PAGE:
Restoring landscapes across the Mount Alexander Region

The Buzz project: promoting pollinators of Central Victoria, Landcare planting

Posted on 28 November, 2023 by Hadley Cole

Victoria Gully group members planting away. Photo by Victoria Gully Landcare.

Pollinators can range from bees, butterflies, flies, wasps, moths, birds and even bats and are crucial to the successful reproduction and conservation of many of Australia’s native plant species. With reports of decline of pollinators across the globe due to land clearing and climate change, now is the time to plant, create and nurture habitat for our local native pollinators. 

Throughout 2023 Connecting Country has been rolling out The Buzz Project: promoting pollinators of Central Victoria. During the winter months, while the pollinators were lying low, Landcare groups from across the region were busy planting pollinator-attracting plants at their sites. Connecting Country distributed 240 plants to Landcare groups from the region, including species such as; Chocolate Lily, Matted Flax-lily, Narrow-leaf Bitter-pea and Sticky Everlasting-daisy.

Landcare groups added the plants to their existing sites, adding a greater diversity of flowering plants and encouraging our native pollinators to move through the landscape.

Victoria Gully Landcare Group considered sites across the gully carefully when finding a home for the pollinator-attracting plants. They looked for areas that were protected from kangaroos, sites that provided dappled shade and were protected from recreational activities as well as having reasonable soil, and manageable weeds. The group planted within the protection of a 4m diameter temporary chicken wire fence and chose to plant nice and early in the planting season to give the plants the best chance of survival. 

Muckleford Catchment Landcare tackle grazing pressure with large wire guards. Photo by Muckleford Catchment Landcare.

Group members of Muckleford Catchment Landcare Group planted the pollinator species across properties in the groups’ area including Walmer, adding a diversity of understory plants to their existing work. To protect the plants from the grazing of curious animals, the planters used large chicken wire guards to give the plants the best chance of thriving.

Local Aboriginal Landcare group Tabilk Mooroopook Upper Loddon Landcare Group, who are auspice by Nalderun, planted their pollinator plants at Me-Mandook Galk, Nalderun’s ancestor tree property in Chetwon. They reported a successful planting day with Nalderun’s young First Nation leaders.

 “Many thanks from us here at Nalderun (and from the native pollinators at Me-Mandook Galk!) for the plants. They were planted by our School-based trainees (SBATs) out at the Ancestor Tree, both in and around the Bush Tucker beds, on one of their TAFE days studying Certificate II in Horticulture. The students had only just finished creating bee-hotels the week before, so we’re looking forward to attracting & hosting lots of amazing pollinators out there!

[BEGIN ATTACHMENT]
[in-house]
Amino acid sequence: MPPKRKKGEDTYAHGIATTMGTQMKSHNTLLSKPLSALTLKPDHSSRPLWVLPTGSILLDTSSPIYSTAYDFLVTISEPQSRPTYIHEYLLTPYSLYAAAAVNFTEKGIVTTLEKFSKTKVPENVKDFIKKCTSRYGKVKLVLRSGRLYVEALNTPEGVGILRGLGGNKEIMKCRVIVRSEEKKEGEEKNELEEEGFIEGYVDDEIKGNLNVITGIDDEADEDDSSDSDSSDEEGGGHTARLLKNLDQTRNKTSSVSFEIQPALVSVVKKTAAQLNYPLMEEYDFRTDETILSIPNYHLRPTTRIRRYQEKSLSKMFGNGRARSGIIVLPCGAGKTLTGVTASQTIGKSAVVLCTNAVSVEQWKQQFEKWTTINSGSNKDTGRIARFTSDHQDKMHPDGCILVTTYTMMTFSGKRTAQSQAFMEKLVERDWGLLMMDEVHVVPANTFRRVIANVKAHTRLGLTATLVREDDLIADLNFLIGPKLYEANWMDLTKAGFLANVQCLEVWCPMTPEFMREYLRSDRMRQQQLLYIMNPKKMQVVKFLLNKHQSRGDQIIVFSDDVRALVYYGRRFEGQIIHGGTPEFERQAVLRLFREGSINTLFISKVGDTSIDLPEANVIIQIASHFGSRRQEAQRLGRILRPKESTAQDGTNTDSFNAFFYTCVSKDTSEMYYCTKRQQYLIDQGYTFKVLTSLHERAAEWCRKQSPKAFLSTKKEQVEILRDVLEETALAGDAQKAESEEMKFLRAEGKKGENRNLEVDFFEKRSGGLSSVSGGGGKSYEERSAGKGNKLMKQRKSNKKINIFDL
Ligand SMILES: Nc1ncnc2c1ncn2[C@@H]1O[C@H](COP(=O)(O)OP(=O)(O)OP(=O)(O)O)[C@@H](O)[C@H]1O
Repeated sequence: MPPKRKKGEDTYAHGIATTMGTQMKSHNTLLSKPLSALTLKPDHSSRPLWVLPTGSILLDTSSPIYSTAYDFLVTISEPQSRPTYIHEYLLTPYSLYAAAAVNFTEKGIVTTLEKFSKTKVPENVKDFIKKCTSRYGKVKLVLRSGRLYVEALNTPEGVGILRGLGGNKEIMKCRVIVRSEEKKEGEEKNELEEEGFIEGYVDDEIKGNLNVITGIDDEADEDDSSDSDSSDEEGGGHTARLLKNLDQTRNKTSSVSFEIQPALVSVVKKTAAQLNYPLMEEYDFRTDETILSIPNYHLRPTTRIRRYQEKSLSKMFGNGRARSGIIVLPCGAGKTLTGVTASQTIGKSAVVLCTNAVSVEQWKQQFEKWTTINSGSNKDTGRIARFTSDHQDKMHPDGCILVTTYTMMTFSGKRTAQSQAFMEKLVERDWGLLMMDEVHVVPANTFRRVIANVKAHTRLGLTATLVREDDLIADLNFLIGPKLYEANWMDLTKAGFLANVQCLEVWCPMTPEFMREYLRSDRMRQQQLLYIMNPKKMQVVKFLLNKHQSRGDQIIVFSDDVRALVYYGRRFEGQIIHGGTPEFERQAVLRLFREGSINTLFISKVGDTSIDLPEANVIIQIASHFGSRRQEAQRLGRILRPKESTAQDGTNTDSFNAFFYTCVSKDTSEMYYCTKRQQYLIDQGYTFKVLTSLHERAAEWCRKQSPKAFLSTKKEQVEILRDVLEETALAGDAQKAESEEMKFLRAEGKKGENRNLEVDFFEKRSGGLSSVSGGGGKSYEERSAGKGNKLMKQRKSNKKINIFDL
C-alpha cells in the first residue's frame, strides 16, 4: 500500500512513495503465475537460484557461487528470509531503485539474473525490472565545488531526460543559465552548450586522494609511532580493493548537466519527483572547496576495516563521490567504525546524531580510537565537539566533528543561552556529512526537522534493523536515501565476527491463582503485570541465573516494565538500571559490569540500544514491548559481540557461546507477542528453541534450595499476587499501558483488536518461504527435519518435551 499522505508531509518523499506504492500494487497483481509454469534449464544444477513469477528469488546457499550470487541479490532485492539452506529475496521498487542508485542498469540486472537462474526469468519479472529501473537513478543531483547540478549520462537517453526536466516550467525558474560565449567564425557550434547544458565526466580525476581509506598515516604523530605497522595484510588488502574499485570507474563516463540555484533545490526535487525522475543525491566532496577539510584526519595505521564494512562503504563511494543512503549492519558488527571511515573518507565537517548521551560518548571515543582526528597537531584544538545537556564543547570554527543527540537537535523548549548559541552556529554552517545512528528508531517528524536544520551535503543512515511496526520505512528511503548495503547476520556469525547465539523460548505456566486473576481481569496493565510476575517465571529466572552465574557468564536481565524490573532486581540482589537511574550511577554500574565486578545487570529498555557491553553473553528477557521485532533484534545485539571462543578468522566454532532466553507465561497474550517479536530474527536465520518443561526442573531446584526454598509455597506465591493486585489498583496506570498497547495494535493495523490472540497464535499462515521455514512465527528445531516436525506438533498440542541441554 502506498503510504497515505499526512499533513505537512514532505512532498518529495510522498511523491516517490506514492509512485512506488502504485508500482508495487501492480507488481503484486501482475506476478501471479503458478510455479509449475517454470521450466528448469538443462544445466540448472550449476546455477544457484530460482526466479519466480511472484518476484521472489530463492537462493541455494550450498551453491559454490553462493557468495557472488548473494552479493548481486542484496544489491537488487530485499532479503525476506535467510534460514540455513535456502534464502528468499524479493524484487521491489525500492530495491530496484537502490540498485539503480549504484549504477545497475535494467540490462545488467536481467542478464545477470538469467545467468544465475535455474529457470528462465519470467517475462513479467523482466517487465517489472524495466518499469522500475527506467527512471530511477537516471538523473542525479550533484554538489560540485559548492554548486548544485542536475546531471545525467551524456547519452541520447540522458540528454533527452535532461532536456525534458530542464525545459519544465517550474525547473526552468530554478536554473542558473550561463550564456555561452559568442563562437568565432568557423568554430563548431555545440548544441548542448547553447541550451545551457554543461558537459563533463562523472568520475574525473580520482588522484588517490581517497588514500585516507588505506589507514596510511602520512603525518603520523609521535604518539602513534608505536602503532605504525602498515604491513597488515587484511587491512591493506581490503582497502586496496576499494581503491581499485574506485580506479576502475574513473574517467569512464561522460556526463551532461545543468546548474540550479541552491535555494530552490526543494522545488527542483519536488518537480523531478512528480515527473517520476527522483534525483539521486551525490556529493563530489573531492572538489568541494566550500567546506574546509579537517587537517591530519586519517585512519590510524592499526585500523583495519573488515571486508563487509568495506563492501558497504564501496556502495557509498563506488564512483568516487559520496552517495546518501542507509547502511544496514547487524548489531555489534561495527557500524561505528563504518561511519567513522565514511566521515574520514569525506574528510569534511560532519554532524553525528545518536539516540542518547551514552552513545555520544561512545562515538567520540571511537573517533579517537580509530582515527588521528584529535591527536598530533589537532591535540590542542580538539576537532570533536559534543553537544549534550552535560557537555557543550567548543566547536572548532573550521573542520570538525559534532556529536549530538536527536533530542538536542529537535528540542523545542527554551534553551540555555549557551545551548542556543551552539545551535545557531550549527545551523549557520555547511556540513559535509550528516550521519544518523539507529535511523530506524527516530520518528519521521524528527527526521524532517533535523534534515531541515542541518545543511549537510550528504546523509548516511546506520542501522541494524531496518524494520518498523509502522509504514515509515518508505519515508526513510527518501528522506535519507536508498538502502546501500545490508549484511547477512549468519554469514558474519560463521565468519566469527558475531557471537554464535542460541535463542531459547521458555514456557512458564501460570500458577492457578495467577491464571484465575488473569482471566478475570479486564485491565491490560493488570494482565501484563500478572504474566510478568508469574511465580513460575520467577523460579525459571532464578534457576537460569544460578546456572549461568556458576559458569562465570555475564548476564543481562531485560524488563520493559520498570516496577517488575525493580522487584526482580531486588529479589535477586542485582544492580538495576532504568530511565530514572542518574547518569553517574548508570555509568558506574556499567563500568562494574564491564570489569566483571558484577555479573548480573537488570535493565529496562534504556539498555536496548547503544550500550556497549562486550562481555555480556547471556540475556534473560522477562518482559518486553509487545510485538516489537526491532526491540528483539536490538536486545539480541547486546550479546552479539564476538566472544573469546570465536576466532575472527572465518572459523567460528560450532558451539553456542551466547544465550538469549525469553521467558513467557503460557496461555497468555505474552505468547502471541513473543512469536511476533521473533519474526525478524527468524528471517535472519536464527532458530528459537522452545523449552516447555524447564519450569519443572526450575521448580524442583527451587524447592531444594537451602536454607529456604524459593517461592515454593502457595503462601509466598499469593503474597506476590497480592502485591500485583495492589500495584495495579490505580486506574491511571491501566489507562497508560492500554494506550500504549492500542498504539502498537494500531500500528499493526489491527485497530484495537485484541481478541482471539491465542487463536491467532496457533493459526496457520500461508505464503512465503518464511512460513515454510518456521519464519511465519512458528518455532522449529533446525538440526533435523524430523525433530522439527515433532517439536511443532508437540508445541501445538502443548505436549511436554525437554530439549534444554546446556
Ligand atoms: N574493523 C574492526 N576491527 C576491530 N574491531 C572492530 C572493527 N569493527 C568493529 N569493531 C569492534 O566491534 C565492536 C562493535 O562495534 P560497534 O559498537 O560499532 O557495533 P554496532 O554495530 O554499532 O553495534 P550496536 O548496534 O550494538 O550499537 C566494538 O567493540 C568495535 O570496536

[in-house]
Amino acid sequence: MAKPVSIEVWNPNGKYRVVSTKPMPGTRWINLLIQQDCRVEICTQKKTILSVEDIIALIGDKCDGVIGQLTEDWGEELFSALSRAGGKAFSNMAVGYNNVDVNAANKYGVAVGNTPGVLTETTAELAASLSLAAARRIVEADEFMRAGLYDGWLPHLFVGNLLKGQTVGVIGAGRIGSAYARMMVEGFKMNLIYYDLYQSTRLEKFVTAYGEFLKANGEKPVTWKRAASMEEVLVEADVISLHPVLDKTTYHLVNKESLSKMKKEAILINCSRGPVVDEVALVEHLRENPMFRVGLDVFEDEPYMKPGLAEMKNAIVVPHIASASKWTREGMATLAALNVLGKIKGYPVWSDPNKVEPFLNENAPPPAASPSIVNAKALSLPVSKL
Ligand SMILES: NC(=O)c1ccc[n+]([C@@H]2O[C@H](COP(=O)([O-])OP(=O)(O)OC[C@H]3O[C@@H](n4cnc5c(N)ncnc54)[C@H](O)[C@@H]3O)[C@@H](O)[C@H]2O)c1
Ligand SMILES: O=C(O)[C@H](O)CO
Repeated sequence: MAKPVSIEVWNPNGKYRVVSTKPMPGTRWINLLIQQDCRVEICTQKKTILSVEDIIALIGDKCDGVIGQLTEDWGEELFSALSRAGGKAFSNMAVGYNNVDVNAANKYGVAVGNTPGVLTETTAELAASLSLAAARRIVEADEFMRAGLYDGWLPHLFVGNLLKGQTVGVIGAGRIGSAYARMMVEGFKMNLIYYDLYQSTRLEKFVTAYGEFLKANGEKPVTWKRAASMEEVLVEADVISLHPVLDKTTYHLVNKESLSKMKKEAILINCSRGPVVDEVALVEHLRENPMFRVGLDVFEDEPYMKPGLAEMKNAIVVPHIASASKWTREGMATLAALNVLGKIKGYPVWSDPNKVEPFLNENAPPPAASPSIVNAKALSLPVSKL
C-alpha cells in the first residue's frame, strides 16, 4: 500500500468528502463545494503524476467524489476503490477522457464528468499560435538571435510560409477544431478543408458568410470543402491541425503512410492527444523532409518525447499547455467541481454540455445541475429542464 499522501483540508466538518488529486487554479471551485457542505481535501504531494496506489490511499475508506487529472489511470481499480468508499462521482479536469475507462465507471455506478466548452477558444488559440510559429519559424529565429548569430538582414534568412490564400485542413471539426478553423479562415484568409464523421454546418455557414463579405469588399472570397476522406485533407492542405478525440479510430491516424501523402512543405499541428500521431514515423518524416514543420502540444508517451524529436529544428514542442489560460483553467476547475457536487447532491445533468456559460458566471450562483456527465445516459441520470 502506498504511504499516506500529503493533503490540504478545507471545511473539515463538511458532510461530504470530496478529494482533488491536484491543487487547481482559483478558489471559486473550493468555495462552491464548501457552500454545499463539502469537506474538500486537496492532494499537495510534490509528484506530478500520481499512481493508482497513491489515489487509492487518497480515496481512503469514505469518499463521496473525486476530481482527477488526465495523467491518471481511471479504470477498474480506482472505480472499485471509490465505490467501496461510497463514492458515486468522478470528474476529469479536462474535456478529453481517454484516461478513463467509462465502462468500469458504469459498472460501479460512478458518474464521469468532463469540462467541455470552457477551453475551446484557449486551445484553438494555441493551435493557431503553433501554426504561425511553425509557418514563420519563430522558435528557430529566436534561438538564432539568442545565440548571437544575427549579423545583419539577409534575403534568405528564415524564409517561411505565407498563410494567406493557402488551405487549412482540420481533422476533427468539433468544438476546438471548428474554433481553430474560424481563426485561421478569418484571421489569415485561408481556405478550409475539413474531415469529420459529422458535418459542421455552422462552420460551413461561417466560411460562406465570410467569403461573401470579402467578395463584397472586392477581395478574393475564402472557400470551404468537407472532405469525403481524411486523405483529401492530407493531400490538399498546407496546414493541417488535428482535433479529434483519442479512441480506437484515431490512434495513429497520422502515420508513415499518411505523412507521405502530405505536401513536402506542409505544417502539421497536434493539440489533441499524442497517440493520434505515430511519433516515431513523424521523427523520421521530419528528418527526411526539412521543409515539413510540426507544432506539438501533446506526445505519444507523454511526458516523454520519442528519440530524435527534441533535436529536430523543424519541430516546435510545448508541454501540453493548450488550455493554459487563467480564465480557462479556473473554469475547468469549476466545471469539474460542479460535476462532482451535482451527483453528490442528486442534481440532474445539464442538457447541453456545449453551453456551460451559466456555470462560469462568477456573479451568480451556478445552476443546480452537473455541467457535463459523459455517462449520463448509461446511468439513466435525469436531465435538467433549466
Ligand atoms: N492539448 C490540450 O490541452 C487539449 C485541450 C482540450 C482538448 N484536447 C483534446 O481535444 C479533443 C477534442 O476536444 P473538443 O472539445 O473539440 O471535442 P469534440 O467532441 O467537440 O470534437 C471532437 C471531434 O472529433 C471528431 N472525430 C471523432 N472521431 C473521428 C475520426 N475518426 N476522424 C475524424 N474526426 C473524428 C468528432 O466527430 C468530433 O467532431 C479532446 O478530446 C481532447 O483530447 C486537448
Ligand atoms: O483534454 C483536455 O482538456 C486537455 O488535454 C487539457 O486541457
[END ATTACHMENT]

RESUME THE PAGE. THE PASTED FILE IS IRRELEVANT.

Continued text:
Photos below show the Nalderun First Nations youth planting pollinator species at Me-Mandook Galk, in Chewton. Photos by Nalderun.

Harcourt Valley Landcare group added their pollinator plants to an existing work site along Barkers Creek in Harcourt. Volunteers enjoyed a chilly morning out planting at one of their treasured sites on Barkers Creek in Harcourt. The pollinator-attracting plants added value to existing understorey plantings the group have been carrying out over the years at this site. The group noticed Eastern Yellow Robins and Grey Shrike Thrush at the site on the day of the planting and they also spent a little time learning how to identify the local River Red Gums.

Photos below show the Harcourt Valley Landcare group members busily planting along Barker Creek in Harcourt. Photos by Bonnie Humphreys.

Elphinstone Land Management Association planted their pollinator plant species at a new experimental site along a seasonal creek in Elphinstone. The group have formed a ‘Cool Places Project’ where they are aiming to restore sites that already provide shade and protection from the heat with indigenous plants. As the site is along a creek line there are challenges with Gorse and Blackberry invasion, however, the group are working slowly to get rid of the weeds and replace them with indigenous flora, 10 square meters at a time by trialling solarisation of the weeds. The aim over time is to build the biodiversity at the site by adding layers of indigenous flora to fill the ground cover, lower and middle stories.

We are delighted to see local Landcare and friends groups volunteering to plant and provide food sources and habitat for our local native pollinators across the region. By planting local indigenous plants we can provide greater biodiversity and connectivity of pollinator corridors that will see our local pollinators thrive and survive. And when they are doing well so are many of our other local fauna and flora! Thank you to all the groups who volunteered their time to plant these pollinator species across the region. We look forward to watching these plants grow, recruit and continue their ecological cycles.

The Buzz Project is funded by the 2022 Victorian Landcare Grants through the North Central Catchment Management Authority.



Leave a Reply

Your email address will not be published. Required fields are marked *

« | »